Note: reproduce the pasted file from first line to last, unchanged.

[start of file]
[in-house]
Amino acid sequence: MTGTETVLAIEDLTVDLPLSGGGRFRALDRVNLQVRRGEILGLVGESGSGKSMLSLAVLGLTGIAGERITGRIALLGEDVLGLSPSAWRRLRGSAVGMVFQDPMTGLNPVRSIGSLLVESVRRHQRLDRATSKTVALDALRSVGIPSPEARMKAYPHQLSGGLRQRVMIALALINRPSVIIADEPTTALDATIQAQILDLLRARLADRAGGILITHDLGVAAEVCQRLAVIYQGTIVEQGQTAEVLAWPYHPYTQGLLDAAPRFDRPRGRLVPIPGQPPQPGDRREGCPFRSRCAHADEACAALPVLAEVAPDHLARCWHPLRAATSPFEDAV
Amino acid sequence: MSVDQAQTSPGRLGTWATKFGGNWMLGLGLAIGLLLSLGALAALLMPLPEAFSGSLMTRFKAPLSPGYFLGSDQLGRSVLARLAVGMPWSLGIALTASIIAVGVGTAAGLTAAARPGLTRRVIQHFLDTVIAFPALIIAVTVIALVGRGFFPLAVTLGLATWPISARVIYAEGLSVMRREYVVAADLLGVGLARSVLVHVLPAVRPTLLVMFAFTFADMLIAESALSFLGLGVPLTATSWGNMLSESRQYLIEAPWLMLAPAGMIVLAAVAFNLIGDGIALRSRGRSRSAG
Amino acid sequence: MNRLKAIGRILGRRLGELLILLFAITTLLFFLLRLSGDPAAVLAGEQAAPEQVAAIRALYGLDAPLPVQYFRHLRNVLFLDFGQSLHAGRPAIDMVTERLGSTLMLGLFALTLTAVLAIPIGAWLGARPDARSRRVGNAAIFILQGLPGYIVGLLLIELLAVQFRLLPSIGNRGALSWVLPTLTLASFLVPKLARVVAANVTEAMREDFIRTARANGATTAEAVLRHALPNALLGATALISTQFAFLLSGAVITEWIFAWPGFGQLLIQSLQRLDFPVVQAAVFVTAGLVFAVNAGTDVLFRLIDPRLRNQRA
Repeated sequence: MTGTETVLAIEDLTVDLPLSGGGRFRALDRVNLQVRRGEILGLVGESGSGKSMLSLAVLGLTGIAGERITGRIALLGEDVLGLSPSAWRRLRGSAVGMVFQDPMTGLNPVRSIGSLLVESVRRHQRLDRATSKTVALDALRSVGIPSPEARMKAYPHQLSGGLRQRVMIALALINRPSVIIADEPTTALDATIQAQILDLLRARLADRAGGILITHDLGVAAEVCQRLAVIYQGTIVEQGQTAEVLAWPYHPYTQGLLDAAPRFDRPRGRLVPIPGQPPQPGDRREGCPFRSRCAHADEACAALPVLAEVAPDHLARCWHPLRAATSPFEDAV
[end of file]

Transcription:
[in-house]
Amino acid sequence: MTGTETVLAIEDLTVDLPLSGGGRFRALDRVNLQVRRGEILGLVGESGSGKSMLSLAVLGLTGIAGERITGRIALLGEDVLGLSPSAWRRLRGSAVGMVFQDPMTGLNPVRSIGSLLVESVRRHQRLDRATSKTVALDALRSVGIPSPEARMKAYPHQLSGGLRQRVMIALALINRPSVIIADEPTTALDATIQAQILDLLRARLADRAGGILITHDLGVAAEVCQRLAVIYQGTIVEQGQTAEVLAWPYHPYTQGLLDAAPRFDRPRGRLVPIPGQPPQPGDRREGCPFRSRCAHADEACAALPVLAEVAPDHLARCWHPLRAATSPFEDAV
Amino acid sequence: MSVDQAQTSPGRLGTWATKFGGNWMLGLGLAIGLLLSLGALAALLMPLPEAFSGSLMTRFKAPLSPGYFLGSDQLGRSVLARLAVGMPWSLGIALTASIIAVGVGTAAGLTAAARPGLTRRVIQHFLDTVIAFPALIIAVTVIALVGRGFFPLAVTLGLATWPISARVIYAEGLSVMRREYVVAADLLGVGLARSVLVHVLPAVRPTLLVMFAFTFADMLIAESALSFLGLGVPLTATSWGNMLSESRQYLIEAPWLMLAPAGMIVLAAVAFNLIGDGIALRSRGRSRSAG
Amino acid sequence: MNRLKAIGRILGRRLGELLILLFAITTLLFFLLRLSGDPAAVLAGEQAAPEQVAAIRALYGLDAPLPVQYFRHLRNVLFLDFGQSLHAGRPAIDMVTERLGSTLMLGLFALTLTAVLAIPIGAWLGARPDARSRRVGNAAIFILQGLPGYIVGLLLIELLAVQFRLLPSIGNRGALSWVLPTLTLASFLVPKLARVVAANVTEAMREDFIRTARANGATTAEAVLRHALPNALLGATALISTQFAFLLSGAVITEWIFAWPGFGQLLIQSLQRLDFPVVQAAVFVTAGLVFAVNAGTDVLFRLIDPRLRNQRA
Repeated sequence: MTGTETVLAIEDLTVDLPLSGGGRFRALDRVNLQVRRGEILGLVGESGSGKSMLSLAVLGLTGIAGERITGRIALLGEDVLGLSPSAWRRLRGSAVGMVFQDPMTGLNPVRSIGSLLVESVRRHQRLDRATSKTVALDALRSVGIPSPEARMKAYPHQLSGGLRQRVMIALALINRPSVIIADEPTTALDATIQAQILDLLRARLADRAGGILITHDLGVAAEVCQRLAVIYQGTIVEQGQTAEVLAWPYHPYTQGLLDAAPRFDRPRGRLVPIPGQPPQPGDRREGCPFRSRCAHADEACAALPVLAEVAPDHLARCWHPLRAATSPFEDAV